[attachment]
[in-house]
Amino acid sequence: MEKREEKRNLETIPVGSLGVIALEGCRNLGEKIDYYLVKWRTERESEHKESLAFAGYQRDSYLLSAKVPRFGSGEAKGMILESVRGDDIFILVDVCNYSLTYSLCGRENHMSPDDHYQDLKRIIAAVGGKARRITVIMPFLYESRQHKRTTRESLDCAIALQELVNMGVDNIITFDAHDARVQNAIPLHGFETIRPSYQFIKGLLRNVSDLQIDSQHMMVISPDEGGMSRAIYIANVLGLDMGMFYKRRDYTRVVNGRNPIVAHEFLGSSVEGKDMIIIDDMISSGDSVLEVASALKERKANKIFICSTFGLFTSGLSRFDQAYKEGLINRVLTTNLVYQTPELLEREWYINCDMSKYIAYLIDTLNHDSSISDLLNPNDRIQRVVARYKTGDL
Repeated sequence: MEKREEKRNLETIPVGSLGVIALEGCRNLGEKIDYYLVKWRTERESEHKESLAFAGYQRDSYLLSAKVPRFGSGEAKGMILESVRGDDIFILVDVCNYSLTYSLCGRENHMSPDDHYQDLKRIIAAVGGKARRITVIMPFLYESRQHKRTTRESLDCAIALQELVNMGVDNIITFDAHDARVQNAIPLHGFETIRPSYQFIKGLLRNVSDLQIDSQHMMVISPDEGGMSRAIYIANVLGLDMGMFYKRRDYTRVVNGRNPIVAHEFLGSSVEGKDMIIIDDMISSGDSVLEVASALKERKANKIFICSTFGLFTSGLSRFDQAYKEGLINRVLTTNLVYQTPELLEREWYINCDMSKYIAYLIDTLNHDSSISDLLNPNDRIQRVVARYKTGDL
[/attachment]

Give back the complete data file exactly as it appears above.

[in-house]
Amino acid sequence: MEKREEKRNLETIPVGSLGVIALEGCRNLGEKIDYYLVKWRTERESEHKESLAFAGYQRDSYLLSAKVPRFGSGEAKGMILESVRGDDIFILVDVCNYSLTYSLCGRENHMSPDDHYQDLKRIIAAVGGKARRITVIMPFLYESRQHKRTTRESLDCAIALQELVNMGVDNIITFDAHDARVQNAIPLHGFETIRPSYQFIKGLLRNVSDLQIDSQHMMVISPDEGGMSRAIYIANVLGLDMGMFYKRRDYTRVVNGRNPIVAHEFLGSSVEGKDMIIIDDMISSGDSVLEVASALKERKANKIFICSTFGLFTSGLSRFDQAYKEGLINRVLTTNLVYQTPELLEREWYINCDMSKYIAYLIDTLNHDSSISDLLNPNDRIQRVVARYKTGDL
Repeated sequence: MEKREEKRNLETIPVGSLGVIALEGCRNLGEKIDYYLVKWRTERESEHKESLAFAGYQRDSYLLSAKVPRFGSGEAKGMILESVRGDDIFILVDVCNYSLTYSLCGRENHMSPDDHYQDLKRIIAAVGGKARRITVIMPFLYESRQHKRTTRESLDCAIALQELVNMGVDNIITFDAHDARVQNAIPLHGFETIRPSYQFIKGLLRNVSDLQIDSQHMMVISPDEGGMSRAIYIANVLGLDMGMFYKRRDYTRVVNGRNPIVAHEFLGSSVEGKDMIIIDDMISSGDSVLEVASALKERKANKIFICSTFGLFTSGLSRFDQAYKEGLINRVLTTNLVYQTPELLEREWYINCDMSKYIAYLIDTLNHDSSISDLLNPNDRIQRVVARYKTGDL